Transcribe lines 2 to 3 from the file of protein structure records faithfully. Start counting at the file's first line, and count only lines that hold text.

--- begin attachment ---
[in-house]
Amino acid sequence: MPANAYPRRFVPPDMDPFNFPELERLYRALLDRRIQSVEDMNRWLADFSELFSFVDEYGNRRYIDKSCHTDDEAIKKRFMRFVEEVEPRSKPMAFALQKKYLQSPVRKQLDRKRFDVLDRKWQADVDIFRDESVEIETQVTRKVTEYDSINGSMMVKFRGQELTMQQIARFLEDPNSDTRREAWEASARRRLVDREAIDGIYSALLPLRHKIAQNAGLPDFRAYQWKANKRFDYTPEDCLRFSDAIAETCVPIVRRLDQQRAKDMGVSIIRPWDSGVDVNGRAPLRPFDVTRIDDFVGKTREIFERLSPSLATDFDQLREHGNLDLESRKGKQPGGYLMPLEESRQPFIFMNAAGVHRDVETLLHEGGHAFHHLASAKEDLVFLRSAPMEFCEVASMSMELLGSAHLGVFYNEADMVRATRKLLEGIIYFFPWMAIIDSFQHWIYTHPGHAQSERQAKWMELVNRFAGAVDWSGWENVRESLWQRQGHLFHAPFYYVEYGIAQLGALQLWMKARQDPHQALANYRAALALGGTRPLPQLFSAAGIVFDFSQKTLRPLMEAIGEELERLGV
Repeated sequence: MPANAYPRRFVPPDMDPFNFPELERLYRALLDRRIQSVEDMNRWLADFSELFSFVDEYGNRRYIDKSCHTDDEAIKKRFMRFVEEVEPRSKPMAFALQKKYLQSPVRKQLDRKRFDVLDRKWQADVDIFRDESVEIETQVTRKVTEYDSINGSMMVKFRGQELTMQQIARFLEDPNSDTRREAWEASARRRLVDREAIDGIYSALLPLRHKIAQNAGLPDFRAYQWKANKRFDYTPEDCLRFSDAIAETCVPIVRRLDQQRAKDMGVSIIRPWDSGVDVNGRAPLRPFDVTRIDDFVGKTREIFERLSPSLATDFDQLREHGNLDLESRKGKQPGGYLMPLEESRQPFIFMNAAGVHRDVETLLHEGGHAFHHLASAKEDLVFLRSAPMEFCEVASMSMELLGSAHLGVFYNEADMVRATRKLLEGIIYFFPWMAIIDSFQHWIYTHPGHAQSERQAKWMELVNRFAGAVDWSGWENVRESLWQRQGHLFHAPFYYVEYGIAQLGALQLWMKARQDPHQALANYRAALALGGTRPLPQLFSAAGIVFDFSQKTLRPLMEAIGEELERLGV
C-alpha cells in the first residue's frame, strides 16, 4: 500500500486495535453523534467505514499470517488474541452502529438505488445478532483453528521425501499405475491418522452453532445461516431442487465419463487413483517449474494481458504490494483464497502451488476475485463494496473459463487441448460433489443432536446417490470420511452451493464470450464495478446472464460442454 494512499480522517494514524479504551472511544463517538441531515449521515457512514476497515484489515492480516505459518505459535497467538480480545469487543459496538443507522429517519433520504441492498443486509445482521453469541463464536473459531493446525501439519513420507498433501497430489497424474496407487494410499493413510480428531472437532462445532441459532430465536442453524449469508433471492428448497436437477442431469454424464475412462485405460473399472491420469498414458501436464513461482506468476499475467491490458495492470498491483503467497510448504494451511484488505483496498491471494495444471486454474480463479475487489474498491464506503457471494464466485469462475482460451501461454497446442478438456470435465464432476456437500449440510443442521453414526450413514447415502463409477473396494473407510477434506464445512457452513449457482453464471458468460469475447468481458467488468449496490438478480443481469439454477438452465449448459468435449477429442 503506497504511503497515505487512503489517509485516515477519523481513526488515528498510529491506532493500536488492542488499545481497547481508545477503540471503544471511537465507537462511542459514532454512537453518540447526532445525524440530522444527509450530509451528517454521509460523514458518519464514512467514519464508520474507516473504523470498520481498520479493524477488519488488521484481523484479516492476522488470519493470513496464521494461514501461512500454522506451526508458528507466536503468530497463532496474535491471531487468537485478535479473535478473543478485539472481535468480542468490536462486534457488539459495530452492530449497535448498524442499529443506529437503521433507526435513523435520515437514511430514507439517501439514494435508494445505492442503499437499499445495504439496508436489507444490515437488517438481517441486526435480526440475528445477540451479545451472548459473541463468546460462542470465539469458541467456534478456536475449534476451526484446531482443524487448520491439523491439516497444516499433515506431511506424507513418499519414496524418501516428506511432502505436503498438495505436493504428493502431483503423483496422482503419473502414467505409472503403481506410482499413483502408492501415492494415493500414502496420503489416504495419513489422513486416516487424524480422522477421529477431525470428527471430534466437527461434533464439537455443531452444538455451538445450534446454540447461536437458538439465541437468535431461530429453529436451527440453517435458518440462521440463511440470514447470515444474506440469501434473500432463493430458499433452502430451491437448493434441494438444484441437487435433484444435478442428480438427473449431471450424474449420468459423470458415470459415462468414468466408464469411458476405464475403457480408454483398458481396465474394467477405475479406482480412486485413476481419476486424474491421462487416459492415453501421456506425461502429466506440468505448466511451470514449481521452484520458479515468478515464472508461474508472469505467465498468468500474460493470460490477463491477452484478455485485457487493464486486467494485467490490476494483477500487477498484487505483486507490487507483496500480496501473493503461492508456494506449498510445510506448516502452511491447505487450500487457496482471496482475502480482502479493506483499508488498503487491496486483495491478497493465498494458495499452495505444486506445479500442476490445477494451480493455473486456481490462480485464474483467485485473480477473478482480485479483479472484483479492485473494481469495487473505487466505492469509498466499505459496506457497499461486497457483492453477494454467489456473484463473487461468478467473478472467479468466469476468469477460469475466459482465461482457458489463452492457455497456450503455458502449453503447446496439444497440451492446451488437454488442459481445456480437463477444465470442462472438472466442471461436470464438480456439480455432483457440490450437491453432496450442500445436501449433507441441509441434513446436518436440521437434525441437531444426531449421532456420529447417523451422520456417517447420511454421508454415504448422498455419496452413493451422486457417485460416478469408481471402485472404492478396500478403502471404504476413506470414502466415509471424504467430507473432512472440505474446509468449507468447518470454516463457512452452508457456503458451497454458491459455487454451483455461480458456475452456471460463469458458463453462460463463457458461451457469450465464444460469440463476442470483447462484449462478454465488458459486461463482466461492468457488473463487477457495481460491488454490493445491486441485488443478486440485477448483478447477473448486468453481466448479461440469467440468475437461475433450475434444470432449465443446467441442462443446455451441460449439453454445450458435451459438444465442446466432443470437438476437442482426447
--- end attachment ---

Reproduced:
Amino acid sequence: MPANAYPRRFVPPDMDPFNFPELERLYRALLDRRIQSVEDMNRWLADFSELFSFVDEYGNRRYIDKSCHTDDEAIKKRFMRFVEEVEPRSKPMAFALQKKYLQSPVRKQLDRKRFDVLDRKWQADVDIFRDESVEIETQVTRKVTEYDSINGSMMVKFRGQELTMQQIARFLEDPNSDTRREAWEASARRRLVDREAIDGIYSALLPLRHKIAQNAGLPDFRAYQWKANKRFDYTPEDCLRFSDAIAETCVPIVRRLDQQRAKDMGVSIIRPWDSGVDVNGRAPLRPFDVTRIDDFVGKTREIFERLSPSLATDFDQLREHGNLDLESRKGKQPGGYLMPLEESRQPFIFMNAAGVHRDVETLLHEGGHAFHHLASAKEDLVFLRSAPMEFCEVASMSMELLGSAHLGVFYNEADMVRATRKLLEGIIYFFPWMAIIDSFQHWIYTHPGHAQSERQAKWMELVNRFAGAVDWSGWENVRESLWQRQGHLFHAPFYYVEYGIAQLGALQLWMKARQDPHQALANYRAALALGGTRPLPQLFSAAGIVFDFSQKTLRPLMEAIGEELERLGV
Repeated sequence: MPANAYPRRFVPPDMDPFNFPELERLYRALLDRRIQSVEDMNRWLADFSELFSFVDEYGNRRYIDKSCHTDDEAIKKRFMRFVEEVEPRSKPMAFALQKKYLQSPVRKQLDRKRFDVLDRKWQADVDIFRDESVEIETQVTRKVTEYDSINGSMMVKFRGQELTMQQIARFLEDPNSDTRREAWEASARRRLVDREAIDGIYSALLPLRHKIAQNAGLPDFRAYQWKANKRFDYTPEDCLRFSDAIAETCVPIVRRLDQQRAKDMGVSIIRPWDSGVDVNGRAPLRPFDVTRIDDFVGKTREIFERLSPSLATDFDQLREHGNLDLESRKGKQPGGYLMPLEESRQPFIFMNAAGVHRDVETLLHEGGHAFHHLASAKEDLVFLRSAPMEFCEVASMSMELLGSAHLGVFYNEADMVRATRKLLEGIIYFFPWMAIIDSFQHWIYTHPGHAQSERQAKWMELVNRFAGAVDWSGWENVRESLWQRQGHLFHAPFYYVEYGIAQLGALQLWMKARQDPHQALANYRAALALGGTRPLPQLFSAAGIVFDFSQKTLRPLMEAIGEELERLGV